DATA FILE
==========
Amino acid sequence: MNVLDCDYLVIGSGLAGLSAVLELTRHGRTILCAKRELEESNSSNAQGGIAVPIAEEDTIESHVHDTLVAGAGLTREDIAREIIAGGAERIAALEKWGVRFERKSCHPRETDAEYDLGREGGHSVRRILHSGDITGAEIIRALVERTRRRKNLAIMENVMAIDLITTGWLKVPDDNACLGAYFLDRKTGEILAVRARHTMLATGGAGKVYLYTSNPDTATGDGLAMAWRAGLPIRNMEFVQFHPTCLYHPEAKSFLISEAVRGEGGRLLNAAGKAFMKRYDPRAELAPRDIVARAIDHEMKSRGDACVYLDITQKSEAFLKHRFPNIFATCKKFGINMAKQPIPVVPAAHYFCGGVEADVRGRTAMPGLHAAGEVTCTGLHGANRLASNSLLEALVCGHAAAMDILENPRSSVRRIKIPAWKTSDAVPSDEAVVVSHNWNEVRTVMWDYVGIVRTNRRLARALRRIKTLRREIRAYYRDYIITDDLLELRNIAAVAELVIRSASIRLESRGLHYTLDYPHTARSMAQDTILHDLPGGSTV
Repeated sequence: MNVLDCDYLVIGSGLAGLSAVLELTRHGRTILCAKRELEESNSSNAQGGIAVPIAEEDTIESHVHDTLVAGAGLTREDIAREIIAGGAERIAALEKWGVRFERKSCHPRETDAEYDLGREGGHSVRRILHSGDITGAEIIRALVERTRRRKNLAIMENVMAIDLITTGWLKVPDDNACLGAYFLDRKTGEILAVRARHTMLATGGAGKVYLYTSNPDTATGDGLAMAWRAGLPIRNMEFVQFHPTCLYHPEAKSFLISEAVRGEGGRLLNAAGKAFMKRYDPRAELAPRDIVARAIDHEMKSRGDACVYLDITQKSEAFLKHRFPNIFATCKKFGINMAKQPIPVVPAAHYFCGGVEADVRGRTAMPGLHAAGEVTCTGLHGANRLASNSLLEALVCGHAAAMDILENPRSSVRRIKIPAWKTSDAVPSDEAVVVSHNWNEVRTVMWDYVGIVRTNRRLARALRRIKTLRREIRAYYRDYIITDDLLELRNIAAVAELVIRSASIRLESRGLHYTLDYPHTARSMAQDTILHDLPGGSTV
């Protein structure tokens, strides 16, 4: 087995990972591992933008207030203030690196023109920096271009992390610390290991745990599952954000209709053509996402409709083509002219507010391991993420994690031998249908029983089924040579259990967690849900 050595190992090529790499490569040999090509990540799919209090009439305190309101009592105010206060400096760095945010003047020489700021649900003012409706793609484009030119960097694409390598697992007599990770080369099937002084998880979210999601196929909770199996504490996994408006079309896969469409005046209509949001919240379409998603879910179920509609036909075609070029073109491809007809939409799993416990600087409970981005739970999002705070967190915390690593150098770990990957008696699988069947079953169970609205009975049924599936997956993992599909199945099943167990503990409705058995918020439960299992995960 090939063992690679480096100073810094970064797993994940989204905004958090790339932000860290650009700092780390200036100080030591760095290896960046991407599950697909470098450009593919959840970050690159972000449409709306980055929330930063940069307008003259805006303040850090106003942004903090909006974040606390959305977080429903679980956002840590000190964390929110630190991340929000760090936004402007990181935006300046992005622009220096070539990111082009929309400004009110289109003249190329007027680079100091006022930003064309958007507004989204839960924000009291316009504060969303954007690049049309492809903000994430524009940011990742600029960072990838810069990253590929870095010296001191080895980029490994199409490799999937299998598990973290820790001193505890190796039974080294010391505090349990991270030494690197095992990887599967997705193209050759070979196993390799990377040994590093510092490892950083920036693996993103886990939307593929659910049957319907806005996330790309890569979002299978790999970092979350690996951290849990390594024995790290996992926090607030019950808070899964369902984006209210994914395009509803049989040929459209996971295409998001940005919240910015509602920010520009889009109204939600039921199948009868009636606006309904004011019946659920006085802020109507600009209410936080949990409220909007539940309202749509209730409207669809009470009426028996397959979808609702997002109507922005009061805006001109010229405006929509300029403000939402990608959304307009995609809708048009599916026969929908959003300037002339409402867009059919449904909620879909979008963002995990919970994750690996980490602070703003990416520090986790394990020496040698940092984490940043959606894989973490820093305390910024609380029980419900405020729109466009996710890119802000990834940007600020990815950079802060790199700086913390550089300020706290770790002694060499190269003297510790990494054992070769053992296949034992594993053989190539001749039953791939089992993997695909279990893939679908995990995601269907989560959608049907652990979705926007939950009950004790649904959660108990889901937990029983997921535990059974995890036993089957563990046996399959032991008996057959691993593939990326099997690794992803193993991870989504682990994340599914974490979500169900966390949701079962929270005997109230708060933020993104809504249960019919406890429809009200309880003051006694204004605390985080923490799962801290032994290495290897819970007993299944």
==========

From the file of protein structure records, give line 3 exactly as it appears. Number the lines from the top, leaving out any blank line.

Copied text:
């Protein structure tokens, strides 16, 4: 087995990972591992933008207030203030690196023109920096271009992390610390290991745990599952954000209709053509996402409709083509002219507010391991993420994690031998249908029983089924040579259990967690849900 050595190992090529790499490569040999090509990540799919209090009439305190309101009592105010206060400096760095945010003047020489700021649900003012409706793609484009030119960097694409390598697992007599990770080369099937002084998880979210999601196929909770199996504490996994408006079309896969469409005046209509949001919240379409998603879910179920509609036909075609070029073109491809007809939409799993416990600087409970981005739970999002705070967190915390690593150098770990990957008696699988069947079953169970609205009975049924599936997956993992599909199945099943167990503990409705058995918020439960299992995960 090939063992690679480096100073810094970064797993994940989204905004958090790339932000860290650009700092780390200036100080030591760095290896960046991407599950697909470098450009593919959840970050690159972000449409709306980055929330930063940069307008003259805006303040850090106003942004903090909006974040606390959305977080429903679980956002840590000190964390929110630190991340929000760090936004402007990181935006300046992005622009220096070539990111082009929309400004009110289109003249190329007027680079100091006022930003064309958007507004989204839960924000009291316009504060969303954007690049049309492809903000994430524009940011990742600029960072990838810069990253590929870095010296001191080895980029490994199409490799999937299998598990973290820790001193505890190796039974080294010391505090349990991270030494690197095992990887599967997705193209050759070979196993390799990377040994590093510092490892950083920036693996993103886990939307593929659910049957319907806005996330790309890569979002299978790999970092979350690996951290849990390594024995790290996992926090607030019950808070899964369902984006209210994914395009509803049989040929459209996971295409998001940005919240910015509602920010520009889009109204939600039921199948009868009636606006309904004011019946659920006085802020109507600009209410936080949990409220909007539940309202749509209730409207669809009470009426028996397959979808609702997002109507922005009061805006001109010229405006929509300029403000939402990608959304307009995609809708048009599916026969929908959003300037002339409402867009059919449904909620879909979008963002995990919970994750690996980490602070703003990416520090986790394990020496040698940092984490940043959606894989973490820093305390910024609380029980419900405020729109466009996710890119802000990834940007600020990815950079802060790199700086913390550089300020706290770790002694060499190269003297510790990494054992070769053992296949034992594993053989190539001749039953791939089992993997695909279990893939679908995990995601269907989560959608049907652990979705926007939950009950004790649904959660108990889901937990029983997921535990059974995890036993089957563990046996399959032991008996057959691993593939990326099997690794992803193993991870989504682990994340599914974490979500169900966390949701079962929270005997109230708060933020993104809504249960019919406890429809009200309880003051006694204004605390985080923490799962801290032994290495290897819970007993299944």